horribilem carcerem detrusi, vinculisque constricti, cum ora ipsorum lapidibus contusa fuissent, hiemis tempore frigidissimo, nudi sub aperto aere supra stagnum rigens pernoctare jussi sunt, ut frigore congelati necarentur. Una autem erat omnium oratio: Quadraginta in stadium ingressi sumus, quadraginta item, Domine, corona donemur; ne una quidem huic numero desit. Est in honore hic numerus, quem tu quadraginta dierum jejunio decorasti, per quem divina lex ingressa est in orbem terrarum. Elias quadraginta dierum jejunio Deum quærens, ejus visionem consecutus est. Et hæc quidem illorum erat oratio.
Cæteris autem custodibus somno deditis, solus vigilabat janitor, qui et illos oran
tes, et luce circumfusos, et quosdam e cœlo descendentes Angelos tanquam a Rege missos, qui coronas triginta novem militibus distribuerent, intuens, ita secum loquebatur: Quadraginta hi sunt; quadragesimi corona ubi est ? Quæ dum cogitaret, unus ex illo numero, cui animus ad frigus ferendum defecerat, in proximum tepefactum balneum desiliens, sanctos illos summo dolore affecit. Verum Deus illorum preces irritas esse non est passus: nam rei eventum admiratus janitor, mox custodibus e somno excitatis, detractisque sibi vestibus, ac se christianum esse clara voce professus, martyribus se adjunxit. Cum vero præsidis satellites janitorem quoque christianum esse cognovissent, baccilis comminuta omnium eorum crura fregerunt.
In eo supplicio mortui sunt omnes præter Melithonem, natu minimum. Quem cum præsens mater ejus fractis cruribus adhuc viventem vidisset, sic cohortata est: Fili, paulisper sustine, ecce Christus ad januam stat adjuvans te. Cum vero reliquorum corpora plaustris imponi cerneret, ut in rogum inferrentur, ac filium suum relinqui, quod speraret impia turba,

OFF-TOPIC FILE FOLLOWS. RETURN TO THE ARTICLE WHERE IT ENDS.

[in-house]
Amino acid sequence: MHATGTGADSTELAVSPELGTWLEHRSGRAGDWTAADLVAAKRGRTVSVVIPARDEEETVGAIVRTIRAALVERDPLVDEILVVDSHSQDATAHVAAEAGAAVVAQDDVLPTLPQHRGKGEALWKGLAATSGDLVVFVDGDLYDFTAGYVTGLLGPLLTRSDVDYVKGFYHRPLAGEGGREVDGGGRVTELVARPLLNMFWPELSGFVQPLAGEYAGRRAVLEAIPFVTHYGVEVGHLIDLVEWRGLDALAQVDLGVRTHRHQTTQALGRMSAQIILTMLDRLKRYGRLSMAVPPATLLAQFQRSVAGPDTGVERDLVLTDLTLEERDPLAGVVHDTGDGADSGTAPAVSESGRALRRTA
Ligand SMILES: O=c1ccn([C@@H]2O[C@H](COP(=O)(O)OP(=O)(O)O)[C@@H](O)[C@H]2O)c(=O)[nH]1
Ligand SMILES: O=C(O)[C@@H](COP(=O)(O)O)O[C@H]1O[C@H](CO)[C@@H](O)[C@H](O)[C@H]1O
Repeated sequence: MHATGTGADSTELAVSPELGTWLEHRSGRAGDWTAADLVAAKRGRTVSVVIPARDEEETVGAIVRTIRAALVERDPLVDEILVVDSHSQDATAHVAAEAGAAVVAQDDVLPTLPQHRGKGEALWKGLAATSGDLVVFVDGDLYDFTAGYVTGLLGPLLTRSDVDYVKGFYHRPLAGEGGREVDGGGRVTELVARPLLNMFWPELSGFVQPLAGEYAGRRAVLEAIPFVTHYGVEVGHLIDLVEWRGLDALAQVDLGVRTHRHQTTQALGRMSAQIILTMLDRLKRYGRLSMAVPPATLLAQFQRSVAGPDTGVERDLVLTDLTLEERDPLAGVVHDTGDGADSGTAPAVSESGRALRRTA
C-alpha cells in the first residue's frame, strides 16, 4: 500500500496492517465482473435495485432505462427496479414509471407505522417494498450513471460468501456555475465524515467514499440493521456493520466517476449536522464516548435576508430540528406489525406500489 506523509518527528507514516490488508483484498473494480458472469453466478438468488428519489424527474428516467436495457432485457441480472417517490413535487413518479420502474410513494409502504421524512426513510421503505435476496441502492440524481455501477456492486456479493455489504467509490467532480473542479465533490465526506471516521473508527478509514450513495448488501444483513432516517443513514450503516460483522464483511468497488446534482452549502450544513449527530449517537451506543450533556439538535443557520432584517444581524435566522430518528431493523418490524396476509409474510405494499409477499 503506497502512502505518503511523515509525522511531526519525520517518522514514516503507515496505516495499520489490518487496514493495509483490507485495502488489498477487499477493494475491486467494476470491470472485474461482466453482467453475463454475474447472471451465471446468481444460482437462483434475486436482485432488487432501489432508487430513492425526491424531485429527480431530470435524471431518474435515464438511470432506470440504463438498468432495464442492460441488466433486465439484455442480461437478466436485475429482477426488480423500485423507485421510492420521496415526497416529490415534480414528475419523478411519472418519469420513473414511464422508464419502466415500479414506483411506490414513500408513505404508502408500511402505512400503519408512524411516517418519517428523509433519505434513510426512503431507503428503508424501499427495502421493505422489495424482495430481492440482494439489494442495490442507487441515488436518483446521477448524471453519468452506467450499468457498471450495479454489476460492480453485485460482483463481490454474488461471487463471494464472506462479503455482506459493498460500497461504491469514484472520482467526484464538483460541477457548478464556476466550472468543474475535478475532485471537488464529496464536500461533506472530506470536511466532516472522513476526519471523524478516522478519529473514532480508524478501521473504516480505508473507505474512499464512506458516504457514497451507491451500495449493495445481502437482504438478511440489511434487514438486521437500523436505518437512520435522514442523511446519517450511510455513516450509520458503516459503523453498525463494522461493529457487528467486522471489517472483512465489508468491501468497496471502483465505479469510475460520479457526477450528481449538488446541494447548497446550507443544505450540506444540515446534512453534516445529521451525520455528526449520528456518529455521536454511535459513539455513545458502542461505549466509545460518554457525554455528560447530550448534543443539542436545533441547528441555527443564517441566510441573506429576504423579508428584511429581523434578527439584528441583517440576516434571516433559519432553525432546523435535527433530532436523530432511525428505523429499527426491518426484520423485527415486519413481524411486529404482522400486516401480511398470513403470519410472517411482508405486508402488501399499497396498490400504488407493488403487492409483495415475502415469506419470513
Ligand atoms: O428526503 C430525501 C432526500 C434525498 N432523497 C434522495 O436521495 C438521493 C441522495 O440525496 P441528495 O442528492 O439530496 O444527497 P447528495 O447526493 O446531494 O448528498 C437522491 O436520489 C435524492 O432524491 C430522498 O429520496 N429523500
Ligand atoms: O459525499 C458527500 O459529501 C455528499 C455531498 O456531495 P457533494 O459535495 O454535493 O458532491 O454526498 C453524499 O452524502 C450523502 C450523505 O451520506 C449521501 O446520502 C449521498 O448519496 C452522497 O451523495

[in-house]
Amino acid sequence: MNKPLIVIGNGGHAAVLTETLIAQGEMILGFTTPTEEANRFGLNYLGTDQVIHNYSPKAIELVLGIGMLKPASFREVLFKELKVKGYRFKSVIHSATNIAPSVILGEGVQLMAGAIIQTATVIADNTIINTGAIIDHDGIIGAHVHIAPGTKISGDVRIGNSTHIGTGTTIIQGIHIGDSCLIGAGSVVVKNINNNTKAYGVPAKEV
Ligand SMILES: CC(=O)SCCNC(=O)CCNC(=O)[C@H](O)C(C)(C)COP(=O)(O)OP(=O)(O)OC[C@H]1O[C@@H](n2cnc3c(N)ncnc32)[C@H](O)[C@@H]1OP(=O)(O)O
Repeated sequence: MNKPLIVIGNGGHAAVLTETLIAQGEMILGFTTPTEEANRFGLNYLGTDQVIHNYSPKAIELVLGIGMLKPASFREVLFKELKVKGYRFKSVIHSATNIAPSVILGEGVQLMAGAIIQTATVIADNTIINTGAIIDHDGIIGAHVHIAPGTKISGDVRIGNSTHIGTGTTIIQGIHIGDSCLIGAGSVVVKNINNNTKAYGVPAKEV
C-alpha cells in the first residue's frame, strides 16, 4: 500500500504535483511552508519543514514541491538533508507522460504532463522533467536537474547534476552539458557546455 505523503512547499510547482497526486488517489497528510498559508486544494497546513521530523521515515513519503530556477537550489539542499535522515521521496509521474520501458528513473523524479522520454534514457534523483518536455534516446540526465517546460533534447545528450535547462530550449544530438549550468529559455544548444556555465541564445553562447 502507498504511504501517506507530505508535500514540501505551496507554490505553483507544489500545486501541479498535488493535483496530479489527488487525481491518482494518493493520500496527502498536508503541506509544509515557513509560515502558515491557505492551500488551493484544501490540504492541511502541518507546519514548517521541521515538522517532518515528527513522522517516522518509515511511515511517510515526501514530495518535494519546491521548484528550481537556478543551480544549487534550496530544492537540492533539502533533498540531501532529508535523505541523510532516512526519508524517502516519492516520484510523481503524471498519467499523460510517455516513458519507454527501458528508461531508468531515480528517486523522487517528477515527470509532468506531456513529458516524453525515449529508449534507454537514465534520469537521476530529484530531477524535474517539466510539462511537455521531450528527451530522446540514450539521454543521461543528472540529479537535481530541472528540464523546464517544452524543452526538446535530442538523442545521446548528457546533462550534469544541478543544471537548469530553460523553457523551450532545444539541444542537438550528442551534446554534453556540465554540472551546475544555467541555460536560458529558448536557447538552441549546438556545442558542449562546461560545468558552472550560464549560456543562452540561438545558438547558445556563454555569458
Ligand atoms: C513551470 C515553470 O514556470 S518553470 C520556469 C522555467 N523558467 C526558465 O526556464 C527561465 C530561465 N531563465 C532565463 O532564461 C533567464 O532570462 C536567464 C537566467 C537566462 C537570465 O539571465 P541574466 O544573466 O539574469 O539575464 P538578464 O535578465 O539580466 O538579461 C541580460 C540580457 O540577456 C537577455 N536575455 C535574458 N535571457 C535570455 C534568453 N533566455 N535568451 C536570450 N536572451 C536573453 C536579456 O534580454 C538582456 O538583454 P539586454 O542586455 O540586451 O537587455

encircled with light, and Angels coming down from heaven, like messengers sent by a King, who distributed crowns to thirty-nine of the soldiers. Whereupon, he thus said to himself: "There are
forty men; where is the "fortieth crown?" Whilst thus pondering, one of the number lost his courage; he could bear the cold no longer, and threw himself into a warm bath, which had been put near at hand. His saintly companions were exceedingly grieved at this. But God would not suffer their prayer to be void. The sentinel, astonished at what he had witnessed, went immediately and awoke the guards; then, taking off his garments, he cried out, with a loud voice, that he was a Christian, and associated himself with the Martyrs. No sooner did the governor's guards perceive that the sentinel had also declared himself to be a Christian, than they approached the Martyrs, and, with clubs, broke their legs.
All died under this torture except Melitho, who was the youngest of the forty. His mother, who was present, seeing that he was still living after his legs were broken, thus encouraged him: "My son, "be patient yet awhile. Lo! "Christ is at the door, helping
thee." But, as soon as she saw the other bodies being placed on carts, that they might be thrown on the pile, and her son left behind (for the im